Thursday, 21 June 2007

Canna 'Burbank' unveiled to the world

An extract from the journal, Garden and Forest of June 3 1896.


A New Hybrid Canna.

To the Editor of GARDEN AND FOREST:


During a recent visit to Santa Rosa, California, I called upon Luther Burbank, and among other things was shown a new hybrid Canna which, when introduced, will probably create as great a sensation as Madame Crozy did. This plant is not a seedling of the well-known strains so deservedly popular, but is a hybrid between Madame Crozy, which has so long been the standard of excellence, and Canna flaccida.

Canna flaccida is a native of Florida, of a dwarf habit, and not a strong grower. Its exquisite light yellow flowers would, in spite of these defects, give it a high place in the garden were they not so very ephemeral. So frail and fleeting are they that an hour in the morning often measures their term of existence. I remember well that it was days before I got a sight of the flowers on a blooming plant of my own. The flower of C. flaccida is unique among Cannas in having something of the grace of an Iris and a peculiar silvery sheen that is very beautiful.

For years Mr. Burbank has been trying to make a cross in which some of these fine qualities of Canna flaccida might be united with the vigor and lasting qualities of the Crozy strain, but while many seedlings were grown and bloomed, all, with a pertinacity which is so often the despair of the hybridizer, followed one of the parents, and that Madame Crozy.

Last summer, in the third generation of hybridized seedlings, the new seedling appeared, and any one knowing Canna flaccida would have instantly recognized its parentage. Only a single seedling among thousands, yet Mr. Burbank feels that it well repays the trouble.

In the new and as yet nameless Canna are united, happily, the Iris-like form, the satiny sheen and the large size of flower of Canna flaccida, while the Crozy blood, giving to the plant a vigor of growth even surpassing either parent, and a lasting quality to the flowers about the same as Crozy possesses, is only apparent in the coloring in a lemon more intense than in flaccida, and a few reddish spots in the throat.

A marked feature of the new race is the development of some of the minor petals which in the Crozy strain are all but rudimentary. In the new Canna they are broad and flat, giving a bold fullness of outline until now quite unknown in Cannas.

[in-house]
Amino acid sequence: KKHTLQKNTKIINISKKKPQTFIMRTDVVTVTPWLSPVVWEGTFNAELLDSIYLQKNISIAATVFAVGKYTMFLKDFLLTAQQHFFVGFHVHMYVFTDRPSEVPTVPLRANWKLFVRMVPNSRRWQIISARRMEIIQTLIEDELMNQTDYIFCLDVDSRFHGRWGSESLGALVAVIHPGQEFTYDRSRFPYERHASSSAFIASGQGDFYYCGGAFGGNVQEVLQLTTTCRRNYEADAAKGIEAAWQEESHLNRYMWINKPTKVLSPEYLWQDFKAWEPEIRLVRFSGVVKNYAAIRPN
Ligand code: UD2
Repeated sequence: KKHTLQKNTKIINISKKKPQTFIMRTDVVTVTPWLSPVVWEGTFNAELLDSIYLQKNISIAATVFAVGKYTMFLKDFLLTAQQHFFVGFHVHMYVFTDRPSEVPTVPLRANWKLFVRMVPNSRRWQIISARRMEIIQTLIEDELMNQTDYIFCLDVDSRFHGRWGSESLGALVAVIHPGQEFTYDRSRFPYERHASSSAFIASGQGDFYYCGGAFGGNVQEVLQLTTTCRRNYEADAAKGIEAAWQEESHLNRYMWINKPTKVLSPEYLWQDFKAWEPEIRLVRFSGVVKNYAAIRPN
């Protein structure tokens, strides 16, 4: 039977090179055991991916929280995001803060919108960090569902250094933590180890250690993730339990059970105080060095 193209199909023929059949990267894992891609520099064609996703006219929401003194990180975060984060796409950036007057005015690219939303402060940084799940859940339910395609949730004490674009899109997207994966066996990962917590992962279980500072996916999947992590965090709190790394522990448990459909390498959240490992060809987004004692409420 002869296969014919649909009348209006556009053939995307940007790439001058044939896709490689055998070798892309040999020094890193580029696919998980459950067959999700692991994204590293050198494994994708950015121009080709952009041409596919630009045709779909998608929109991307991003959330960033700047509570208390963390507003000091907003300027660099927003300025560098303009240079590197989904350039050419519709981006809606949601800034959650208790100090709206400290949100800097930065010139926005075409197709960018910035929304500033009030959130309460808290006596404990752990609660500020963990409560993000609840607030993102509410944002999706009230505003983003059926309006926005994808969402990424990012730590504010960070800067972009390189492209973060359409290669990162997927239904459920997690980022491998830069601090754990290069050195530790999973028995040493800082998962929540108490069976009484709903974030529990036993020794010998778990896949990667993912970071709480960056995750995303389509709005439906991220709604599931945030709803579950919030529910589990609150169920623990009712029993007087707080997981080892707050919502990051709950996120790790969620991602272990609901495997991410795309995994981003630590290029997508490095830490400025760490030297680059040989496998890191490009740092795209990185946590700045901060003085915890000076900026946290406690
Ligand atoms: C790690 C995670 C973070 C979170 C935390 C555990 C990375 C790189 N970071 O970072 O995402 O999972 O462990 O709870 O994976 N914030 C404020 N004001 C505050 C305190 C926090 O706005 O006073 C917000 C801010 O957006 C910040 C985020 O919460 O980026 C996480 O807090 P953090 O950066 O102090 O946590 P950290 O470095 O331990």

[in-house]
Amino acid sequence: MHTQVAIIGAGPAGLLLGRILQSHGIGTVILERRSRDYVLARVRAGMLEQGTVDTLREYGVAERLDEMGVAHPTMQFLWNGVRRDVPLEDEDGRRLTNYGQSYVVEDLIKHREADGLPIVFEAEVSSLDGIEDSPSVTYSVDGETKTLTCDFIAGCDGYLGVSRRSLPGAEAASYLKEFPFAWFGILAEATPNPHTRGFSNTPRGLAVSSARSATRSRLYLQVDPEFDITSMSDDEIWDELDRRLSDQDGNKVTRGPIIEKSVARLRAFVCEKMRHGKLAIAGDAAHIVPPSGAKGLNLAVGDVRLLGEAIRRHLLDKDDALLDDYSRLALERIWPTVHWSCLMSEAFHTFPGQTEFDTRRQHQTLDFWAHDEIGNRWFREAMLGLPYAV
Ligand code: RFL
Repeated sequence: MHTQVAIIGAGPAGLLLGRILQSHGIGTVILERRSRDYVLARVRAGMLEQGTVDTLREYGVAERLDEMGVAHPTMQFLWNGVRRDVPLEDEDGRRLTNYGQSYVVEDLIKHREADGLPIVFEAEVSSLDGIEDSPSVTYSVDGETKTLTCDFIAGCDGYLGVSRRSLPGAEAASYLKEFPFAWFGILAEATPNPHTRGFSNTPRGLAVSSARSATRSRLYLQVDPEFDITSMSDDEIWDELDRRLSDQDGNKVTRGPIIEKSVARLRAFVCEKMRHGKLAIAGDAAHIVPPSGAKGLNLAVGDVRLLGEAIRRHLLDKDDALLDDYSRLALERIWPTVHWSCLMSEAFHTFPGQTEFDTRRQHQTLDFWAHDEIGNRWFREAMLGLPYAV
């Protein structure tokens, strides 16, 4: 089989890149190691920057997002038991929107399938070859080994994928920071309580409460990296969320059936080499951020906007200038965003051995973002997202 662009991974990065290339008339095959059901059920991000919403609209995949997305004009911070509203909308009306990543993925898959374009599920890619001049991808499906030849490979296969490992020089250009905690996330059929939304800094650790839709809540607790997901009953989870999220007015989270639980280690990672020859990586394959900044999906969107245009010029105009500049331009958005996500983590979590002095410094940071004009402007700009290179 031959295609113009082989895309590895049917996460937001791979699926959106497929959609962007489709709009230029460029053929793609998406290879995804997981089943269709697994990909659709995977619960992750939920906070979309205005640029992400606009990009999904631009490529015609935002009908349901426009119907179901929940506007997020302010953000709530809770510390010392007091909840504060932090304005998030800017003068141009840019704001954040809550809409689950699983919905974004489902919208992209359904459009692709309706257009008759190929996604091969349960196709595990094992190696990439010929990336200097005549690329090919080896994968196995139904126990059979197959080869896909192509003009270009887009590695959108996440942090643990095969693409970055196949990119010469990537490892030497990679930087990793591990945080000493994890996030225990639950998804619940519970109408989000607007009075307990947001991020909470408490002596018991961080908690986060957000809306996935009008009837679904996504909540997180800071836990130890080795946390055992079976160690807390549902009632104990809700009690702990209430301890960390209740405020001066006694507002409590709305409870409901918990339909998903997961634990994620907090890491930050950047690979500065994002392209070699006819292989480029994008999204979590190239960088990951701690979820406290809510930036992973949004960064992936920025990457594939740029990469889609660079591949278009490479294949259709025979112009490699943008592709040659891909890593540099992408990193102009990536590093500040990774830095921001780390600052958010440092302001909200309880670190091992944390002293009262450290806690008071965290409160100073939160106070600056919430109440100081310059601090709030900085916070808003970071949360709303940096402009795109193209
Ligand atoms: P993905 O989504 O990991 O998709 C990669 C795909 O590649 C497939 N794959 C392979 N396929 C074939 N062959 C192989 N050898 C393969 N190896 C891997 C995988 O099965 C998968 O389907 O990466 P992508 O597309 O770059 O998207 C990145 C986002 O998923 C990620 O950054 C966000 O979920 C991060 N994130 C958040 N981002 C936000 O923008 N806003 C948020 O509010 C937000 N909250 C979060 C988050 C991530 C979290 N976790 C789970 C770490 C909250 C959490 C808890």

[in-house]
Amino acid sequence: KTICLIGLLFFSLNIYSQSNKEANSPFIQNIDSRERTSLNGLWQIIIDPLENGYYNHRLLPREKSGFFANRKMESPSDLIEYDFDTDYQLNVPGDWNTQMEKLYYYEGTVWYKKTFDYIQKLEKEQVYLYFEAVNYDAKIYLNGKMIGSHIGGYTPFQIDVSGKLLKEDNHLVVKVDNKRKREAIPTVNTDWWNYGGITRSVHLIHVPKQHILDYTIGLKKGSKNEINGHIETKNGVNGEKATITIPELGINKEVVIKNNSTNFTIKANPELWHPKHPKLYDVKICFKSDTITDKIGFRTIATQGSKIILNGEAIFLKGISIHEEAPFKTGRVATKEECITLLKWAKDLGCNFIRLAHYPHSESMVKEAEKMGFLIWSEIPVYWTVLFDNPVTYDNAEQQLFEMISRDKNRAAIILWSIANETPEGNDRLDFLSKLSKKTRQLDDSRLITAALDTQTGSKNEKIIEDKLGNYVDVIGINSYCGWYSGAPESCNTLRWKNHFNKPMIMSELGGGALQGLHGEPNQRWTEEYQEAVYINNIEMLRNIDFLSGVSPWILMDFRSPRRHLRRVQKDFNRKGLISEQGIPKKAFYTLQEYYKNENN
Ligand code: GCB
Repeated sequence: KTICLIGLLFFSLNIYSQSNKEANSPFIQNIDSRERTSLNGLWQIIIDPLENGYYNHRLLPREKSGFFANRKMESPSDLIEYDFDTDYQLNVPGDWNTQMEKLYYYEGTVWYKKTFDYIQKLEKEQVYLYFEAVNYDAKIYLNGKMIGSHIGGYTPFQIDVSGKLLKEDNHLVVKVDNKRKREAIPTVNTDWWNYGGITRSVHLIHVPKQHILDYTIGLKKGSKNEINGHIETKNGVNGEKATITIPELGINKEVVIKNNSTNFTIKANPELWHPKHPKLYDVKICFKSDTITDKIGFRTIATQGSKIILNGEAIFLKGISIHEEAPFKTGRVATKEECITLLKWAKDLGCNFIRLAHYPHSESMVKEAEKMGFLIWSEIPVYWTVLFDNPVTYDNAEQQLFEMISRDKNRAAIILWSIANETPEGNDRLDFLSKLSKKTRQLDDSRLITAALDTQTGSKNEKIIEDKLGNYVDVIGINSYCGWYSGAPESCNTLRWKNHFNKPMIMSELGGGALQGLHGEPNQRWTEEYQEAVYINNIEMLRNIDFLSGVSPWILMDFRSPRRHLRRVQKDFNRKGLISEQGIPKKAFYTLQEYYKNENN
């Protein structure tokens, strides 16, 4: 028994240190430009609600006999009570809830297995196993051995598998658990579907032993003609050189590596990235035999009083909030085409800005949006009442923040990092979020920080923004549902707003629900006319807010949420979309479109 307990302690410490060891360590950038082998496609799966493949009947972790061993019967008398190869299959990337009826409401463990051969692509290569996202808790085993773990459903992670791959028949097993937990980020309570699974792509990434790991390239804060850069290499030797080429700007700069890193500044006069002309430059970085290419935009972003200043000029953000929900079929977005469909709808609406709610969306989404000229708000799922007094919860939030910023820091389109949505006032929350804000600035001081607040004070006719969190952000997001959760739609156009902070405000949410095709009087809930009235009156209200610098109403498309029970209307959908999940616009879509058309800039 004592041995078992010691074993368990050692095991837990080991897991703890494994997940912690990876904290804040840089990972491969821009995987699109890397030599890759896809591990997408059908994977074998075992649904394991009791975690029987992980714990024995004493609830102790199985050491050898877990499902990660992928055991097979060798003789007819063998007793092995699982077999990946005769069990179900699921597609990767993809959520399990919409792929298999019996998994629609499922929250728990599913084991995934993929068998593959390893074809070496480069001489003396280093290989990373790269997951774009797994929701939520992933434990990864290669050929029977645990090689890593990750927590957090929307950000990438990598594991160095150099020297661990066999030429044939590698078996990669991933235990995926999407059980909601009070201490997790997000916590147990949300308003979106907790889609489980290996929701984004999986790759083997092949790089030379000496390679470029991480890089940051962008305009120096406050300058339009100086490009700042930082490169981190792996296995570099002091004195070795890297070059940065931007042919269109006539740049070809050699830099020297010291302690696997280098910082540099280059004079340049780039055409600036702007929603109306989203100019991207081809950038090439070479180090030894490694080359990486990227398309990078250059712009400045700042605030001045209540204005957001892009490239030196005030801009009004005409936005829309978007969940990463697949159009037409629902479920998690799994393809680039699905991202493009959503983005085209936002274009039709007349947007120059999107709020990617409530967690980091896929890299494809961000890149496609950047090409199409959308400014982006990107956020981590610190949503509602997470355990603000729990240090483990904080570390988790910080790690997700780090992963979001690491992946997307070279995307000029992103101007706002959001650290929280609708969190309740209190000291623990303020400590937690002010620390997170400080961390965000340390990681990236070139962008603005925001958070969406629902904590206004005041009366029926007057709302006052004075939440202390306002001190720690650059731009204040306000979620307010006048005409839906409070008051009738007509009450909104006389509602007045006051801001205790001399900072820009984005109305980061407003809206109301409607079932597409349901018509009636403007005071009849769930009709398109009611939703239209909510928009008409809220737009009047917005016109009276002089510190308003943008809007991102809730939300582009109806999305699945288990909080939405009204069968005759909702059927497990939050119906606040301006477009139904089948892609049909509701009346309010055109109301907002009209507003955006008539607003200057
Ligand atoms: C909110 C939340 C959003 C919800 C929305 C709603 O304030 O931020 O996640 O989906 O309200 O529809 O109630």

Considering the predominance of Canna flaccida in this seedling, the most critical point is its keeping qualities. In this regard it is not quite the equal of Crozy. The flower opens up a clear lemon-yellow never before known in Cannas, and is unspotted, except for a few dots well in the throat. With age it becomes lighter in color, and in ordinary weather will last about as long as Madame Crozy, and I think for exhibition it is superior to any other Canna.

The foliage is of a light green, the growth a little stronger than that of Madame Crozy, the flowers well carried above the leaves and somewhat larger than those of the Crozy type.

The breadth of petal in the new strain is a marked feature which we can expect future hybridizers to still further develop.

Ukiah, Calif. Carl Purdy.

[The photograph of a flower of this new hybrid with one of Madame Crozy for comparison shows it to be almost identical with the variety Austria, which we have already described, although there seems to be more scarlet in the lower petal than is found in the flowers of Austria. It seems strange that in such widely separated countries Mr. Burbank in California and Dammann in Italy should have raised plants at about the same time which are so nearly identical, but these coincidences are common. When seen together the two plants may show differences which we cannot observe in the photograph, but their comparative value, of course, can only be determined by actual trial. Dammann's hybrids, Italia and Austria, have raised the standard of perfection in the flowers of these plants, but the question whether they will have substance enough to stand out-of-doors in this climate has not been settled, and it may be that the southern blood derived from C. flaccida will be seen in a lack of sturdiness. It is to be hoped that an opportunity will soon be offered to try the California hybrid by the side of the Italian one.-ED.]

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